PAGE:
“Over the next 10 years, we see that supply will continue to keep up with demand growth,” said Espen Erlingsen, an analyst at Oslo-based consultant Rystad. “The surge in North American shale activity and start up of new fields are the main drivers for this growth.”…
The upshot is that it costs less to expand global oil production today than it did back in 2014. Rystad said industry spending in recent years will deliver the necessary 7 percent growth in global oil production to just over 103 million barrels a day by the end of the decade. That trend will continue over the next 10 years if oil remains between $60 and $70 a barrel, it said.
For as long as the downturn in offshore has been going on the Demand Fairy of recovery has been posited on the seemingly axiomatic logic that insufficient investment now would bring a boom in demand in later years and only offshore could supply this capacity. Indeed almost every restructuring presentation or positive talking up on the sector seemed to have a variation on this theme, it was the meme that made a quick recovery believable to those determined to try.
Rystad appear to have re-run their models with the structural break I referred to earlier, where altering the volume of output to the value of input, produces much higher output levels than previously assumed. Rystad aren’t saying there won’t be growth, but it will not be exponential driven by a supply shortage, in the next three years anyway, and maybe not for the next ten years. ‘Lower for longer’ might not be strictly accurate for the oil price but it is likely to be for rig and vessel rates. And magically supply will equal demand. Just as the shale pessimists always had a mind numbingly boggling theory about how it could never work in the long run, so the offshore bulls have always stuck to their theory that the market was being irrational in the short-term and would eventually see sense. The longer the downturn has gone on the more unsustainable that argument has become.
Interestingly offshore global investment (not defined) rises from $164bn in 2018 and 31% of total spend ($345bn/39% in 2014!) to $189bn and 32% of total investment spend in 2020 (a compound growth of ~7%). Shale goes from 12% in 2016 to 24% in 2020. Total upstream CapEx drops from $890bn to $584bn from 2014 to 2020 in the Rystad forecast. If that is correct (even directionally) it is a severely deflationary market environment with huge implications for asset values and solvency going forward.
The IEA says spending dropped about $338 billion, or 44 percent, between 2014 and 2017.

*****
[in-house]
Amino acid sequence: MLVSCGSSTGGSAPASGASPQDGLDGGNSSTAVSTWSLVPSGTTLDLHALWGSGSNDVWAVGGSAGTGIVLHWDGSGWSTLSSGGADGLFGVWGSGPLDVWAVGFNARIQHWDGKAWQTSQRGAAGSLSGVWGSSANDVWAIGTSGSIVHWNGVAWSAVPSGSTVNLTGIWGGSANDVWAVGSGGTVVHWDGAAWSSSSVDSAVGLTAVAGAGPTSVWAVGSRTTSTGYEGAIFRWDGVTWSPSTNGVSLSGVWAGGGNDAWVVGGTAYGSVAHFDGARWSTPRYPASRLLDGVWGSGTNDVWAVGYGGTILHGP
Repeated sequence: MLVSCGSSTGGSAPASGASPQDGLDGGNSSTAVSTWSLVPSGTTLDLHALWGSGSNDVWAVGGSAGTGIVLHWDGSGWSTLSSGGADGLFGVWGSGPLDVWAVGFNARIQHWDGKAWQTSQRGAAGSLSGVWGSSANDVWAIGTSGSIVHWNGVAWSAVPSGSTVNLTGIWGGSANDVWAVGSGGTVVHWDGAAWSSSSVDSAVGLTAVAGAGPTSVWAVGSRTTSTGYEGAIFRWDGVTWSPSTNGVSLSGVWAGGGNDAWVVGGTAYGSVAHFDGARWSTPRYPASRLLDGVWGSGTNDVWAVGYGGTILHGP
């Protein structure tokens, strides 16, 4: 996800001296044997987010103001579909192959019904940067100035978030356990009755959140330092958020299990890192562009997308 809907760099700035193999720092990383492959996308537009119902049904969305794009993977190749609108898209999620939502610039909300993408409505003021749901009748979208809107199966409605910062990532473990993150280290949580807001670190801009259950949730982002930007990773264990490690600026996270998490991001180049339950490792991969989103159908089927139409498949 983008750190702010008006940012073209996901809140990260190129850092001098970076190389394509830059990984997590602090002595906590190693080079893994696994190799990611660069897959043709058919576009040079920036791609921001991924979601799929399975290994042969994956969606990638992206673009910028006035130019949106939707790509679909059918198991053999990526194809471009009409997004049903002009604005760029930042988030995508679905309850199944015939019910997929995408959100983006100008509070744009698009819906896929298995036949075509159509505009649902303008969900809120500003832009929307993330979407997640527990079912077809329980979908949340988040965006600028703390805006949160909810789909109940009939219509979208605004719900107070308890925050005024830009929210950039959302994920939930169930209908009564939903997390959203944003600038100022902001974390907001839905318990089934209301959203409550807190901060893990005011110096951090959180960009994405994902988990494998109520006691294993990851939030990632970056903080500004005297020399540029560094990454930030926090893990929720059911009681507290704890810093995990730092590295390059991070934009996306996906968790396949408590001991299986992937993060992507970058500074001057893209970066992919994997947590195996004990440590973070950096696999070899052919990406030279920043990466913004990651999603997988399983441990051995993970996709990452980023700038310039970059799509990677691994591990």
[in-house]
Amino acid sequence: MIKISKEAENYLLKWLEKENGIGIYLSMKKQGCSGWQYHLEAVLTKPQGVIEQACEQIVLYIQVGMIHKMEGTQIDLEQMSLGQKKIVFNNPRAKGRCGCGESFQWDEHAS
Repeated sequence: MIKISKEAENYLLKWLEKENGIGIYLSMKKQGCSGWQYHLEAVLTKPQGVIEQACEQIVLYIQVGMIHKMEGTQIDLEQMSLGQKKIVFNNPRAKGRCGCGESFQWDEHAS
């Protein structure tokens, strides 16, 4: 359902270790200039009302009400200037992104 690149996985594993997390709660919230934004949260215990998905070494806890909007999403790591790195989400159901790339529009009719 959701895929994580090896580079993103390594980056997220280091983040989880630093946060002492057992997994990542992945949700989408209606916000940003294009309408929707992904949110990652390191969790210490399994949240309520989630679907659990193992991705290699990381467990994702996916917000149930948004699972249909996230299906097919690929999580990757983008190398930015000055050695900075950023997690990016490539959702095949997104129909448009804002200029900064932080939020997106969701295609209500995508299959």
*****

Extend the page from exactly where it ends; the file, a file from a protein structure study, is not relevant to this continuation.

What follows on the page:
The shale revolution is real and here to stay and it is completely unrealistic for the offshore supply chain not to accept the scale of change required to adapt to this new environment. If you see a “recovery play” that doesn’t explain how it works within this macro context, or how this is wrong, then it isn’t realistic. Expect to hear the phrase “we are doing a lot more tendering” instead of an intelligent response.
The oil market was previously very cyclical because there was no short-cycle marginal prodcuer who could respond quickly to changes in demand. Investment was hugely cyclical because of this. Supply was met with a series of large and lumpy projects planned years in advance and oil companies erred on the side of caution in doing so. Marginal production was supplied by smaller tier two producers who were predominantly offshore. The price change-to-output response time was slow but could be brutal as the downturn in oil price in 2009 showed where a host of small high cost producers went bankrupt. [Read Spencer Dale!].
Now US shale producers are very responsive to price trends and production increases as price does. This is the major change to the market and it is such a significant change that this is why it is (rightly) called “the shale revolution”. It was a price-output feedback meachanism that simply didn’t exist before. Yes, shale might be more expensive, but it is an immediate dollar of revenue, lower risk and lower margin because of it, and that is what the marginal barrel, the next barrel of oil required for the market to balance, should be priced at. Oil as a spot market will be less cyclical going forward as the market responds more incrementally to price changes, a point that Rystad effectively make above.
In a more rational market, with smaller supply/demand imbalance the logical solution would be for larger vessel and rig companies to get into a series of longer term contracts with E&P companies for the provision of assets. This would reduce the cost of ownership (and finance) and therefore the day rate, and also reduce the risk of oversupply. Over time the market may well go this way and this will drive real consolidation, particularly in the offshore supply market, smaller operators of high-end OSVs will become a relic. But for the moment the E&P companies will simply take advantage of the over-supply to gain access to an asset at below it’s economic cost.